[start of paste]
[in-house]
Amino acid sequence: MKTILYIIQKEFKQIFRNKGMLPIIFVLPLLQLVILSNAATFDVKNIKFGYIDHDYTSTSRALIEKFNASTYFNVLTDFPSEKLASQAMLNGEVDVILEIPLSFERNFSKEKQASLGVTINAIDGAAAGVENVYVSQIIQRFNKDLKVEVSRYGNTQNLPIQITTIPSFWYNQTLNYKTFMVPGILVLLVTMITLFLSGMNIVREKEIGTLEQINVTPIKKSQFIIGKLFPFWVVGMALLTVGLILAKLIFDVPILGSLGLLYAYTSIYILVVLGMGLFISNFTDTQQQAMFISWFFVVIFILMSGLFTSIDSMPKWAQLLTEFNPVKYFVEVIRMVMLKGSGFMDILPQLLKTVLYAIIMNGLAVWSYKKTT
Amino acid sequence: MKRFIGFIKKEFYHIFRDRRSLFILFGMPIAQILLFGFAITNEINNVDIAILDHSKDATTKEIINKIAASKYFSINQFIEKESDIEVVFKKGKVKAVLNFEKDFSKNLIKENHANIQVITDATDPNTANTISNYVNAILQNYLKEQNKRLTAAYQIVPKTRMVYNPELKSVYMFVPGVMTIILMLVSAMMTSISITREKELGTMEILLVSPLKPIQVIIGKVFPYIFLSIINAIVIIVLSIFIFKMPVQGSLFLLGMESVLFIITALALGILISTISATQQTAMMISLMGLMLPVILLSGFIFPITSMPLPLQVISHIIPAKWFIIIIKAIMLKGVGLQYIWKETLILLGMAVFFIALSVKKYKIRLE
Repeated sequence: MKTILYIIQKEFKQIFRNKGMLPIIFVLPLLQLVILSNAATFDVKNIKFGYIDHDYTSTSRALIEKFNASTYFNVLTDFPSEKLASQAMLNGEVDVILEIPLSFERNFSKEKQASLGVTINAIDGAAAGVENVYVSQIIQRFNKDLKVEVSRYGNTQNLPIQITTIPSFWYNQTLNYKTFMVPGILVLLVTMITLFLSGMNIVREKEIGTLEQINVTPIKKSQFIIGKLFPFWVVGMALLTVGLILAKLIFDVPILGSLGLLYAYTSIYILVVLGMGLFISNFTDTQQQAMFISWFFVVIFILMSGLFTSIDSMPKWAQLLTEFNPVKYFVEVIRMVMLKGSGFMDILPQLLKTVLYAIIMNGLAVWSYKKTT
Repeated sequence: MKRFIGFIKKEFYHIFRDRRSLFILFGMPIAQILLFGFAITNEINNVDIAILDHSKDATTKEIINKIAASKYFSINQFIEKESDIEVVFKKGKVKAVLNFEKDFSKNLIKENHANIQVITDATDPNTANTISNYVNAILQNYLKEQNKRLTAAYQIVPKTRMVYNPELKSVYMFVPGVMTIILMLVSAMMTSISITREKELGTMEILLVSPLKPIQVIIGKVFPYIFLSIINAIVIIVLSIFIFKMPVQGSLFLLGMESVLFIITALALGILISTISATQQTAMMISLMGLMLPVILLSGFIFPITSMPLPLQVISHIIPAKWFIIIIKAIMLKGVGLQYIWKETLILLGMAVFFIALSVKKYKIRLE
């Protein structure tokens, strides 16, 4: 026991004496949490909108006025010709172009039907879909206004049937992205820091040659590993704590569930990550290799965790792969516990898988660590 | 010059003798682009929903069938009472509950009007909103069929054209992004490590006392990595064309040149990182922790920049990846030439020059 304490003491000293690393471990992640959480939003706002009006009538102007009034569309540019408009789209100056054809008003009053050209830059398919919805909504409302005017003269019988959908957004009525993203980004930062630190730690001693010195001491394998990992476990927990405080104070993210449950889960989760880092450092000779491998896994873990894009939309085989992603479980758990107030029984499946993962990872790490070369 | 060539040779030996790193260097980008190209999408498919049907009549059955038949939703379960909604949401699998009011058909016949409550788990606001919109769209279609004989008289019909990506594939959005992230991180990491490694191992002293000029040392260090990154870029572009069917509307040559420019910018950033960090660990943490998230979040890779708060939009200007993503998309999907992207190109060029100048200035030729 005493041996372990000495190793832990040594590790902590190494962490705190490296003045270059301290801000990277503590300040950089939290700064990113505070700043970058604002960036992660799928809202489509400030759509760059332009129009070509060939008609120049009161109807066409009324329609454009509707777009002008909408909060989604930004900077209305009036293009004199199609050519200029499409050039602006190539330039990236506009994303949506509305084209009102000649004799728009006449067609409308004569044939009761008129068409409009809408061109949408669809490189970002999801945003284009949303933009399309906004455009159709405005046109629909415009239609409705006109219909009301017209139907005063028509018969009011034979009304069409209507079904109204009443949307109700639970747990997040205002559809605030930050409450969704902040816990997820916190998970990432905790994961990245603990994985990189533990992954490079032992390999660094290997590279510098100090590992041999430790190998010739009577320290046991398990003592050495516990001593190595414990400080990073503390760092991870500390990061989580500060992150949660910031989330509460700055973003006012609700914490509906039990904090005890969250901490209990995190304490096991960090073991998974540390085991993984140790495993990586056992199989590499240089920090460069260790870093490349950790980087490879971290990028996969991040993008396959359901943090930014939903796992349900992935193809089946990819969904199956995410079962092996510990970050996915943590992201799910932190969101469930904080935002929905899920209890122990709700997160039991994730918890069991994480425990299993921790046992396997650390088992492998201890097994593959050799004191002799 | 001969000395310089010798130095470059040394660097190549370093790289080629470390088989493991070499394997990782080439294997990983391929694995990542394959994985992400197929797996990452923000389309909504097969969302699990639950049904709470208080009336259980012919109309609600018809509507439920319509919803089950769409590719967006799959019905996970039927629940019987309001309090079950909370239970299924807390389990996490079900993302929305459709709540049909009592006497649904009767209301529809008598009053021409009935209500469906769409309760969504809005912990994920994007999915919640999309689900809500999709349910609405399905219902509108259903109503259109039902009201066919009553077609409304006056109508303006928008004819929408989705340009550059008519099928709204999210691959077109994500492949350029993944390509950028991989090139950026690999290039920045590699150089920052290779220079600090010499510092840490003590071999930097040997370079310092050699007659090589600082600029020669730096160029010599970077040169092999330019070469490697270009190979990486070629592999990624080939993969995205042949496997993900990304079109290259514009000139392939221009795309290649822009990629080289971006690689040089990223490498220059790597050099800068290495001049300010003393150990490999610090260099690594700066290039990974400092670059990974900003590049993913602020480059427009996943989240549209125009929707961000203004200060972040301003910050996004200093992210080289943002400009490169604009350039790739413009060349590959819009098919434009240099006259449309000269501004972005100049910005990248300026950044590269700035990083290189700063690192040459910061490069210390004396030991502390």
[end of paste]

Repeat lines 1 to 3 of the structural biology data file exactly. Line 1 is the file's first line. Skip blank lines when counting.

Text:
[in-house]
Amino acid sequence: MKTILYIIQKEFKQIFRNKGMLPIIFVLPLLQLVILSNAATFDVKNIKFGYIDHDYTSTSRALIEKFNASTYFNVLTDFPSEKLASQAMLNGEVDVILEIPLSFERNFSKEKQASLGVTINAIDGAAAGVENVYVSQIIQRFNKDLKVEVSRYGNTQNLPIQITTIPSFWYNQTLNYKTFMVPGILVLLVTMITLFLSGMNIVREKEIGTLEQINVTPIKKSQFIIGKLFPFWVVGMALLTVGLILAKLIFDVPILGSLGLLYAYTSIYILVVLGMGLFISNFTDTQQQAMFISWFFVVIFILMSGLFTSIDSMPKWAQLLTEFNPVKYFVEVIRMVMLKGSGFMDILPQLLKTVLYAIIMNGLAVWSYKKTT
Amino acid sequence: MKRFIGFIKKEFYHIFRDRRSLFILFGMPIAQILLFGFAITNEINNVDIAILDHSKDATTKEIINKIAASKYFSINQFIEKESDIEVVFKKGKVKAVLNFEKDFSKNLIKENHANIQVITDATDPNTANTISNYVNAILQNYLKEQNKRLTAAYQIVPKTRMVYNPELKSVYMFVPGVMTIILMLVSAMMTSISITREKELGTMEILLVSPLKPIQVIIGKVFPYIFLSIINAIVIIVLSIFIFKMPVQGSLFLLGMESVLFIITALALGILISTISATQQTAMMISLMGLMLPVILLSGFIFPITSMPLPLQVISHIIPAKWFIIIIKAIMLKGVGLQYIWKETLILLGMAVFFIALSVKKYKIRLE